Lelio Basso

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The following article is from The Great Soviet Encyclopedia (1979). It might be outdated or ideologically biased.

Basso, Lelio


Born Dec. 25, 1903, in Varazze, Savona Province. Figure in the Italian workers’ movement.

Basso had advanced legal and philosophical training. He has been a member of the Socialist Party since 1923. Under the fascist dictatorship (1922–43), he was repeatedly imprisoned and exiled. In 1943 he was one of the organizers of the underground Italian Socialist Party (ISP) in northern Italy, which was occupied by the German fascist aggressors (1943–45). Later, he was a member of the governing bodies of the ISP, and secretary (1947–48) and vice-secretary of the party. Since 1957 he has been one of the leaders of the party’s left wing.

Basso was one of the founders of the Italian Socialist Party of Proletarian Unity (1964). From 1964 to 1972, Basso was a member of its central committee. From 1964 to 1968 he was a member of the party leadership, and from 1966 to 1968 he was president of the central committee of the party. Since 1972 he has been an independent leftist. He was a deputy in Parliament at all the convocations after World War II.

Basso is the author of works on historical and political subjects. He is an eminent lawyer. Since 1960, Basso has been assistant professor of the sociology of developing countries at the University of Rome.


Due totalitarismi, facismo e democrazia cristiana. Milan, 1951.
Gaetano Salvemini—socialista e meridionalista. Manduria, 1959.
Socialisti e cattolici al bivio. Manduria, 1961.
Gli scritti politici di Rosa Luxemburg. Rome, 1967.
The Great Soviet Encyclopedia, 3rd Edition (1970-1979). © 2010 The Gale Group, Inc. All rights reserved.
References in periodicals archive ?
For instance, Lelio Basso, as he condemned the Russian intervention, reminded everyone what the world owed the October Revolution:
It is particularly the case of Italian socialist Lelio Basso, party secretary from 1946 to 1948.
Lelio Basso, 'Coerenza socialista' in Avanti, 7 November 1957.
Chief among them was Lelio Basso, who had refused to include within the traditional Marxist corpus the analyses of Lenin that he felt so sceptical about.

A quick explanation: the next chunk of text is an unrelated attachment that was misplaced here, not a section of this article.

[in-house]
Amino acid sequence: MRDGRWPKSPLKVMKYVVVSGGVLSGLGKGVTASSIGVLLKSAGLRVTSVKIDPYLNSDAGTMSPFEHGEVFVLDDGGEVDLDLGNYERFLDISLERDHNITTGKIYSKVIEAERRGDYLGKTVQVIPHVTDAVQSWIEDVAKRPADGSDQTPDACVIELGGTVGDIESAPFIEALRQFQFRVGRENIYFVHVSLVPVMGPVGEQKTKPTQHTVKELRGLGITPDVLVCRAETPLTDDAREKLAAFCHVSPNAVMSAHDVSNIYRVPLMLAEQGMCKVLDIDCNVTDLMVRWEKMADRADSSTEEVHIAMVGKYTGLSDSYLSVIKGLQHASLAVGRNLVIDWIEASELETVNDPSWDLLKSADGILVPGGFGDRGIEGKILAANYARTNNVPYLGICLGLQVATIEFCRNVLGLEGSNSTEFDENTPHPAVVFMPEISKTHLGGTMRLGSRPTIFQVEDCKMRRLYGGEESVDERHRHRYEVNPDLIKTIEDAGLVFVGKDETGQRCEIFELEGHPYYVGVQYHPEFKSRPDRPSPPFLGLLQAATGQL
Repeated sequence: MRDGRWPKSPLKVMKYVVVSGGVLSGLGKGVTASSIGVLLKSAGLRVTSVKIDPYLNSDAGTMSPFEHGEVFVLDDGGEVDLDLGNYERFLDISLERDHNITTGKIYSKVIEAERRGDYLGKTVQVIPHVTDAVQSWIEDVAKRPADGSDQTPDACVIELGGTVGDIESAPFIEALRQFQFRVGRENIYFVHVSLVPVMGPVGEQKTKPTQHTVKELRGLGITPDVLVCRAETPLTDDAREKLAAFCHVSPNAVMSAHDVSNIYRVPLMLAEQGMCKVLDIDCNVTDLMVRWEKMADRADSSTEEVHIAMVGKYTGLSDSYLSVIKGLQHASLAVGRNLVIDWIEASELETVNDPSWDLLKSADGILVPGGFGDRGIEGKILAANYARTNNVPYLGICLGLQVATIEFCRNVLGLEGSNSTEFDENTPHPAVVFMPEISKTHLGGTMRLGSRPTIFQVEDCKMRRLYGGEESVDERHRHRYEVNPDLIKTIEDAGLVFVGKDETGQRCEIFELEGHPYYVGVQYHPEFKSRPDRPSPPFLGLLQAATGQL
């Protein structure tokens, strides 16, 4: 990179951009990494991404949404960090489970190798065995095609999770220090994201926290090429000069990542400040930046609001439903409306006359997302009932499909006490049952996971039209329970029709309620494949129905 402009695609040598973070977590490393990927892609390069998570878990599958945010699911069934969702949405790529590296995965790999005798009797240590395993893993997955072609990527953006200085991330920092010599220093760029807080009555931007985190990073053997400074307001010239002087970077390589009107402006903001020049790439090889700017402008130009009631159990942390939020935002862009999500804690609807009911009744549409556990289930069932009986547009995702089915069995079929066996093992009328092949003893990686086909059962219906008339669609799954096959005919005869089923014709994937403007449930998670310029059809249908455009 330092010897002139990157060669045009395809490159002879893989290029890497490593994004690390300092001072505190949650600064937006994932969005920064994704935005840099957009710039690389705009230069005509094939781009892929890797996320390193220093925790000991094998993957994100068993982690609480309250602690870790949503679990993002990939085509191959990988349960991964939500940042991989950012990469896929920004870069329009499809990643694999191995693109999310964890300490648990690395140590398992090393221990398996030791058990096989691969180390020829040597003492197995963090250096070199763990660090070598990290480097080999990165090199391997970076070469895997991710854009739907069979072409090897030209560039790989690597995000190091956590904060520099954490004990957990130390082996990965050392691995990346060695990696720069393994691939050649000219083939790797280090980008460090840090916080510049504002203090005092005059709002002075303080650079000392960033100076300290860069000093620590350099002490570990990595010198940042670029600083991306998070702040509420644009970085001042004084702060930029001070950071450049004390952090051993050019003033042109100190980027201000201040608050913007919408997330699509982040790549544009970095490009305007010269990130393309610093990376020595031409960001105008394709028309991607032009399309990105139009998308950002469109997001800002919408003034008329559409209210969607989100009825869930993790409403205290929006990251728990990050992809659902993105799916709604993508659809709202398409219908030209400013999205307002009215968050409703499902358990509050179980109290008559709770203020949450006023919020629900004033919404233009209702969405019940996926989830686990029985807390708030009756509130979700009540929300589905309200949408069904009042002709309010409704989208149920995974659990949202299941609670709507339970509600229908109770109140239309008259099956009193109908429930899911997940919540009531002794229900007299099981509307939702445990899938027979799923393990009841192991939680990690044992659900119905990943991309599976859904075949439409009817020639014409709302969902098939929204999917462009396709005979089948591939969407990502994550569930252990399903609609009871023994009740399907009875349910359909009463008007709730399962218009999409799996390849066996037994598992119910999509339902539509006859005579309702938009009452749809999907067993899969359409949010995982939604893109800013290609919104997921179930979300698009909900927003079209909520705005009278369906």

Beena Sarwar in April spoke to the Lelio Basso Foundation in Rome and its School of Journalism as part of an ongoing series on the consequences of war on the health of citizens.
Established in 1979 by the Lelio Basso International Foundation for the Rights and Liberation of Peoples, the PPT is the immediate successor to the Bertrand Russell Tribunals on Vietnam and Latin America.
Lelio Basso's summary at the second session of the Russell Tribunal on Vietnam argued, "Our serious work, the evidence which we have accumulated, the testimonies which we have brought to the knowledge of the public, the search for the truth which we have together pursued, has, in the eyes of public opinion, legitimized our existence."(17) Tribunal efforts, by documenting and condemning alleged crimes against humanity, seek to ensure that the public assumes legal and moral responsibility, thereby, in Richard Falk's words, [k]eeping Nuremberg [a]live."(18)
The Lelio Basso Foundation's Permanent Peoples' Tribunal (PPT) resulted from the Second Russell Tribunal, and has held sessions on the Armenian genocide, Guatemala, Nicaragua, the Philippines, Eritrea, Zaire, Afghanistan, and other topics.(31) The tribunal sessions are publicized by the nongovernmental International League for the Rights and Liberation of Peoples.
Princeton Professor Richard Falk, Irish jurist Sean MacBride, the Italian legislator, lawyer, and sociologist Lelio Basso, and British physician Allan Wynn exemplify tribunal participants, as do the many creative artists who participate in tribunal activities.